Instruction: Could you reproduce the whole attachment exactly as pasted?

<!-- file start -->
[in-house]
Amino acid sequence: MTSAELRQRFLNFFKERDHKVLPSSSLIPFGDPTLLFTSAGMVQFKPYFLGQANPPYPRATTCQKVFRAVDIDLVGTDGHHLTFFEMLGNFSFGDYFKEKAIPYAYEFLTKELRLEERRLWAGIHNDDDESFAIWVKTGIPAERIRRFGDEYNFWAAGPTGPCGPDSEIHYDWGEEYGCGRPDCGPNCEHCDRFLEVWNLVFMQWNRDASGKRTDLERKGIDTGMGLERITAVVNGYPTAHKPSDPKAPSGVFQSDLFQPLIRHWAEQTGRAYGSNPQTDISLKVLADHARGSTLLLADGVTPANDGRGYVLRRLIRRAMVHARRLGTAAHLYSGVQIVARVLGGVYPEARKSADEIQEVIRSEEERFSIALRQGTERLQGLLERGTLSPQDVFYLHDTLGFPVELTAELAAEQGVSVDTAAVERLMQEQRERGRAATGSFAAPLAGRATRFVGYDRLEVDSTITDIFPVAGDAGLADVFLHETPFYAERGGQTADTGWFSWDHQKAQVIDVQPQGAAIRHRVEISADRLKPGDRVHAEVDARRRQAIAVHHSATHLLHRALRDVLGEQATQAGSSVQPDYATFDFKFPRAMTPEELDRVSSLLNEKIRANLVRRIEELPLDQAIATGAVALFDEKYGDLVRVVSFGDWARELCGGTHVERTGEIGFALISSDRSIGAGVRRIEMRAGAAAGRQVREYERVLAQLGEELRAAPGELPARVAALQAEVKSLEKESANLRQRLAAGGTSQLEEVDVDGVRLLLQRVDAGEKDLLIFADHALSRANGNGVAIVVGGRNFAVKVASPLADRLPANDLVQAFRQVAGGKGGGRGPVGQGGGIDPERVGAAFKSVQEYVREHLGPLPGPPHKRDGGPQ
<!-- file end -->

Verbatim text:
[in-house]
Amino acid sequence: MTSAELRQRFLNFFKERDHKVLPSSSLIPFGDPTLLFTSAGMVQFKPYFLGQANPPYPRATTCQKVFRAVDIDLVGTDGHHLTFFEMLGNFSFGDYFKEKAIPYAYEFLTKELRLEERRLWAGIHNDDDESFAIWVKTGIPAERIRRFGDEYNFWAAGPTGPCGPDSEIHYDWGEEYGCGRPDCGPNCEHCDRFLEVWNLVFMQWNRDASGKRTDLERKGIDTGMGLERITAVVNGYPTAHKPSDPKAPSGVFQSDLFQPLIRHWAEQTGRAYGSNPQTDISLKVLADHARGSTLLLADGVTPANDGRGYVLRRLIRRAMVHARRLGTAAHLYSGVQIVARVLGGVYPEARKSADEIQEVIRSEEERFSIALRQGTERLQGLLERGTLSPQDVFYLHDTLGFPVELTAELAAEQGVSVDTAAVERLMQEQRERGRAATGSFAAPLAGRATRFVGYDRLEVDSTITDIFPVAGDAGLADVFLHETPFYAERGGQTADTGWFSWDHQKAQVIDVQPQGAAIRHRVEISADRLKPGDRVHAEVDARRRQAIAVHHSATHLLHRALRDVLGEQATQAGSSVQPDYATFDFKFPRAMTPEELDRVSSLLNEKIRANLVRRIEELPLDQAIATGAVALFDEKYGDLVRVVSFGDWARELCGGTHVERTGEIGFALISSDRSIGAGVRRIEMRAGAAAGRQVREYERVLAQLGEELRAAPGELPARVAALQAEVKSLEKESANLRQRLAAGGTSQLEEVDVDGVRLLLQRVDAGEKDLLIFADHALSRANGNGVAIVVGGRNFAVKVASPLADRLPANDLVQAFRQVAGGKGGGRGPVGQGGGIDPERVGAAFKSVQEYVREHLGPLPGPPHKRDGGPQ